Q

Because our four-year-old son has become very afraid of shadows, we have to leave a couple of lights on all night — not just a night light. To reassure him, we have said that shadows can’t hurt you, they aren’t ghosts or monsters, and he should try telling the things that scare him to “get out of my house.” Do you have any other suggestions?



A

It’s quite normal for children your son’s age to feel afraid of the dark. But telling him that shadows are not like ghosts and monsters may not be as reassuring as you think because you are implying there really are such things as fearsome ghosts and monsters. Up to age six, children still have difficulty telling the difference between what’s real and what’s imaginary, so your son still needs you to remind him that ghosts and monsters aren’t real. This is especially true at bedtime when he faces the also scary proposition of separating from you.

Talk to him to see if his fear of the dark is an expression of other worries, such as his parents dying, or separating from each other. Let him know you take his worries seriously and that it’s OK to feel afraid and to reach out for help — otherwise, he might think there is something wrong with him, and he may also have difficulty trusting others to help him.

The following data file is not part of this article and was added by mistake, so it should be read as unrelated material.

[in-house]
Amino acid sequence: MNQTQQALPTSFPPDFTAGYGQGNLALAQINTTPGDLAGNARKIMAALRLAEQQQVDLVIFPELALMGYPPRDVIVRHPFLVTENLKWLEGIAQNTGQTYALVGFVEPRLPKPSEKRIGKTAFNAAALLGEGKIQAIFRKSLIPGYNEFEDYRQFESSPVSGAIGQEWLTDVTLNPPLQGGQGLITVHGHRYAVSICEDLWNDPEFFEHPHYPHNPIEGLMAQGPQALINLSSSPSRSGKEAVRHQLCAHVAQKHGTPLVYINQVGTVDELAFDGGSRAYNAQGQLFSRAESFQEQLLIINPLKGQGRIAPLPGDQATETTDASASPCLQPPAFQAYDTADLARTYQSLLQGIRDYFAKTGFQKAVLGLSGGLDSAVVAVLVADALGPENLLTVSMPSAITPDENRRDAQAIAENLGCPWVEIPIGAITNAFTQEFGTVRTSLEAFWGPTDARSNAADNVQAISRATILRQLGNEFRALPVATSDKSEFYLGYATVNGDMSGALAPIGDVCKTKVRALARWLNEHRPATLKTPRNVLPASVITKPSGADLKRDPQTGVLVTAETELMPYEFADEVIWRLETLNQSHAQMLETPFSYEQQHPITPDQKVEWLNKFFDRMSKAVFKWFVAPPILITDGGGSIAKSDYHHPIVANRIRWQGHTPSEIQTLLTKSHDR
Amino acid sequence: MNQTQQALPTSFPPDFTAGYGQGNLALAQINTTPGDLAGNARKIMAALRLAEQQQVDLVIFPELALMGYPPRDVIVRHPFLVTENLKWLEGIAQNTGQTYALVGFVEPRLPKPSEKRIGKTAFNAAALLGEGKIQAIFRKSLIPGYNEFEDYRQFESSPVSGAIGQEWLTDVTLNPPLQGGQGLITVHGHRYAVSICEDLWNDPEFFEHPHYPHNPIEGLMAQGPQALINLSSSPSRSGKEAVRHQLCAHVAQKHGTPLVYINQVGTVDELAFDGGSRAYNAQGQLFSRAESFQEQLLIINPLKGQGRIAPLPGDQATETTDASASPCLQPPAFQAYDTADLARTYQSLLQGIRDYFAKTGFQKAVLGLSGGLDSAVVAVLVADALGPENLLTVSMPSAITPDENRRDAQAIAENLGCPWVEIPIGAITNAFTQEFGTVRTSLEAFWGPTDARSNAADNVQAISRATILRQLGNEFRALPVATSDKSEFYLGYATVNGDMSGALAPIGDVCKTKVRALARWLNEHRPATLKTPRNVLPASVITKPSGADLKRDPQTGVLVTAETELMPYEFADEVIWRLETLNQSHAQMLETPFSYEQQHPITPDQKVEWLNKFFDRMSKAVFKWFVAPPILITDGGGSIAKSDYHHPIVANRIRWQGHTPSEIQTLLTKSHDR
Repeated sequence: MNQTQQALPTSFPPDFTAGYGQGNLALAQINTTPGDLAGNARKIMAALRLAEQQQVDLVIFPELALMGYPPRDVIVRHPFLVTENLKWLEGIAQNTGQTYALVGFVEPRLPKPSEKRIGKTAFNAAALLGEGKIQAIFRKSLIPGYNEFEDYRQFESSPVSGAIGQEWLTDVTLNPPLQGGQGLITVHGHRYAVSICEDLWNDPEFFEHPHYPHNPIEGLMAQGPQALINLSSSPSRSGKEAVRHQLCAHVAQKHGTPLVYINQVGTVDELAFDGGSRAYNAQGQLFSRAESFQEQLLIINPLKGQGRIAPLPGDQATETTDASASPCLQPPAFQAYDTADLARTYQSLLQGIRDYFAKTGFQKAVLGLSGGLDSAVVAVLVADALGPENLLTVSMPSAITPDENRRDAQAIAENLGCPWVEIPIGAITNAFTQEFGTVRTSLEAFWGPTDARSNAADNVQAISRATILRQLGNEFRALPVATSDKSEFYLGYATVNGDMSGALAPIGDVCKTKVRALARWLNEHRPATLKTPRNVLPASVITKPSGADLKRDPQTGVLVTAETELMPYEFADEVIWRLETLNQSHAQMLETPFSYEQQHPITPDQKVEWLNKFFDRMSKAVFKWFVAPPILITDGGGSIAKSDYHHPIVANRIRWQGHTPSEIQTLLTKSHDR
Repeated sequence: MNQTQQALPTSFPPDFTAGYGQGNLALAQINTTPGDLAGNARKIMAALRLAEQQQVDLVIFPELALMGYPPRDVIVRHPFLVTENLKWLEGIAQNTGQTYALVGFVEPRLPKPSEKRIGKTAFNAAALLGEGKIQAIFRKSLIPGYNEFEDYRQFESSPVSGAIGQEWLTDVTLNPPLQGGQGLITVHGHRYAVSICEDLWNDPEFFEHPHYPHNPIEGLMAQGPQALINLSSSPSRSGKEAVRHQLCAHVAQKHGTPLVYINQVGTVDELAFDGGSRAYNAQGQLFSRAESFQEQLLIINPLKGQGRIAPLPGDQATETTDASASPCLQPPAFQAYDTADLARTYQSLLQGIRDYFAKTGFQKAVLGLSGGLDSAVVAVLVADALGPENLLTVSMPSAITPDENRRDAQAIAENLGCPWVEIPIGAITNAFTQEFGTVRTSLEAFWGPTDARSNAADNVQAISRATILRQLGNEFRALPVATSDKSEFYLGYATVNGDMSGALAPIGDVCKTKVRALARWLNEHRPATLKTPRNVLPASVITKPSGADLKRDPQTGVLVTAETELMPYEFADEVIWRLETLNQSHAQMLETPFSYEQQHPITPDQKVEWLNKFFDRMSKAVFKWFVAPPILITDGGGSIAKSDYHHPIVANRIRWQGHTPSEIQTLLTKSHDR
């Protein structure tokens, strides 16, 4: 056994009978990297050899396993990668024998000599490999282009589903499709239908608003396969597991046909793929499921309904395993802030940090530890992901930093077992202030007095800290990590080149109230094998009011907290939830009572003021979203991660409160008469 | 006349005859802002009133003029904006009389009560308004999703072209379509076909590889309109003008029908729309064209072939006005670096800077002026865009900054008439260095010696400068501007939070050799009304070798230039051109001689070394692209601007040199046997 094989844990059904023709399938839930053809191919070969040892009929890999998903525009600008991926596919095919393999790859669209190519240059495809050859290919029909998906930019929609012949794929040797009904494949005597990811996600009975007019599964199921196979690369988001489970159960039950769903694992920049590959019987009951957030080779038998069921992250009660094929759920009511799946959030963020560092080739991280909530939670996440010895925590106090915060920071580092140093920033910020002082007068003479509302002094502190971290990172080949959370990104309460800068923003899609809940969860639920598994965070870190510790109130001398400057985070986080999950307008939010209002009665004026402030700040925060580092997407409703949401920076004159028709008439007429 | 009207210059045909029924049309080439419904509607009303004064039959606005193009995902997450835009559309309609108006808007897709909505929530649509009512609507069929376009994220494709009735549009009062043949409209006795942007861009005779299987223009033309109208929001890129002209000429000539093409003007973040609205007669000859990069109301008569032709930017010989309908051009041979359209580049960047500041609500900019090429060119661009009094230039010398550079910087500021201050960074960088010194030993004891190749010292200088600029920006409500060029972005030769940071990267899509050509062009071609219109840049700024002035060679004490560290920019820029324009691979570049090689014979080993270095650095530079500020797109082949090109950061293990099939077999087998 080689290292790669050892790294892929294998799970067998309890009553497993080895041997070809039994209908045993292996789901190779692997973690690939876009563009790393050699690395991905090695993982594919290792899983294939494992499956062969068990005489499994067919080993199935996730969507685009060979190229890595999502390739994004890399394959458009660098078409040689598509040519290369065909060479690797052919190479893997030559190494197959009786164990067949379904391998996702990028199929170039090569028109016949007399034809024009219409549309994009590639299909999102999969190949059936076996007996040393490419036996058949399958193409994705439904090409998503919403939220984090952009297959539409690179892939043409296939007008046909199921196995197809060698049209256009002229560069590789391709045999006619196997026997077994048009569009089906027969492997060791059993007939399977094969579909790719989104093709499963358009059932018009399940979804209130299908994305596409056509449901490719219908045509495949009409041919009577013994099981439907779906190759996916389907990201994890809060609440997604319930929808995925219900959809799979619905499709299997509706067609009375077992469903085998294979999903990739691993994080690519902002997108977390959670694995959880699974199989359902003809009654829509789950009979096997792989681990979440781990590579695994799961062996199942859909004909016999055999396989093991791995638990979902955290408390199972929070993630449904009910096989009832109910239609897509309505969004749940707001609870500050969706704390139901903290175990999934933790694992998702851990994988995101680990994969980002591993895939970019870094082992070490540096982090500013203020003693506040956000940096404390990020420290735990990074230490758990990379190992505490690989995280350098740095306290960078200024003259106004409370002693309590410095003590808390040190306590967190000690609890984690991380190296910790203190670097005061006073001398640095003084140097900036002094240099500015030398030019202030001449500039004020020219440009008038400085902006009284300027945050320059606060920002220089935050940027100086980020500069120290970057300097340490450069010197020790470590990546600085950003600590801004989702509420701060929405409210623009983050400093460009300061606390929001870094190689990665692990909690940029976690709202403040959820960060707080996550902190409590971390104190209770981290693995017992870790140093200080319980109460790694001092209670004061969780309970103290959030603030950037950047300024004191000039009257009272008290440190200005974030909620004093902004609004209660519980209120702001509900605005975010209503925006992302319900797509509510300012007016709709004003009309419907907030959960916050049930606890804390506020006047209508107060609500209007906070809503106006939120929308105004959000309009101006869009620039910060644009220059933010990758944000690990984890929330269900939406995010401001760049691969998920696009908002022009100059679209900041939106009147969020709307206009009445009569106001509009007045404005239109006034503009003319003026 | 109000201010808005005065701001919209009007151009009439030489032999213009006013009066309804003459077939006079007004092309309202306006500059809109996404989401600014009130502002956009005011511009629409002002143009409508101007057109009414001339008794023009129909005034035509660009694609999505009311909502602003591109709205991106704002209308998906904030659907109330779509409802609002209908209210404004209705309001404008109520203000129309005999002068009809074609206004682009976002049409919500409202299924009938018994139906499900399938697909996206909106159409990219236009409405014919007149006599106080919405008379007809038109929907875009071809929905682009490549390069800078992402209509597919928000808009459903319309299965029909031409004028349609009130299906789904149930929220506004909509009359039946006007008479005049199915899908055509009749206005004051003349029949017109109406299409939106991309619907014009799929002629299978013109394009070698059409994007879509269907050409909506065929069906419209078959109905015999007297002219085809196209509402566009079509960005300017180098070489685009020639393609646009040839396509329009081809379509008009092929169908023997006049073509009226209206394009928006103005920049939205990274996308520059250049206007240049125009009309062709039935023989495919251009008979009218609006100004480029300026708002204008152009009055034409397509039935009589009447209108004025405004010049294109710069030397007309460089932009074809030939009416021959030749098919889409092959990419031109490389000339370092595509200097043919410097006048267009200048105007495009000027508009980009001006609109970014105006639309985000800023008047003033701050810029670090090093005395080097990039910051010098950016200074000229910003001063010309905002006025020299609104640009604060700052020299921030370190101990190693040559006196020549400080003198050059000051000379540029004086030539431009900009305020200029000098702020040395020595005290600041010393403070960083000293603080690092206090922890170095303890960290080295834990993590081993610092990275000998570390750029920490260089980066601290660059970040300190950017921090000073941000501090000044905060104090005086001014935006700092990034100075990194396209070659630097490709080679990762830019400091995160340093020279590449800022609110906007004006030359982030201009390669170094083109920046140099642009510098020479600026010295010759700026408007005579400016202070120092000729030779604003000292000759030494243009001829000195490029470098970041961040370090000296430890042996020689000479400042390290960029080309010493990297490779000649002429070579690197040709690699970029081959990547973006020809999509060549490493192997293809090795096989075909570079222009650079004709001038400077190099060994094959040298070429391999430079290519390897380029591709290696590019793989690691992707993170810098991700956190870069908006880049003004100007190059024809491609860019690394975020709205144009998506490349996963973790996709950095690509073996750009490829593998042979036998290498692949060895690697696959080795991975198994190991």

You can reinforce your role as your son’s protector by letting him know you would not allow him to sleep anywhere that wasn’t safe. If you haven’t already, you will also want to restrict your son’s viewing of scary characters in TV shows, movies and cartoons.

It may also help to put your son to bed with a soothing story, song or conversation. Consider giving him a flashlight or put a lamp by his bed so he can turn it on whenever he needs to prove to himself nothing is there. Or you can continue to leave the lights on all night — until your son lets you know it’s OK to turn them off because he’s no longer scared.

Written by Dr Ruwa Sabbagh. Originally published in Today’s Parent, April 2009.

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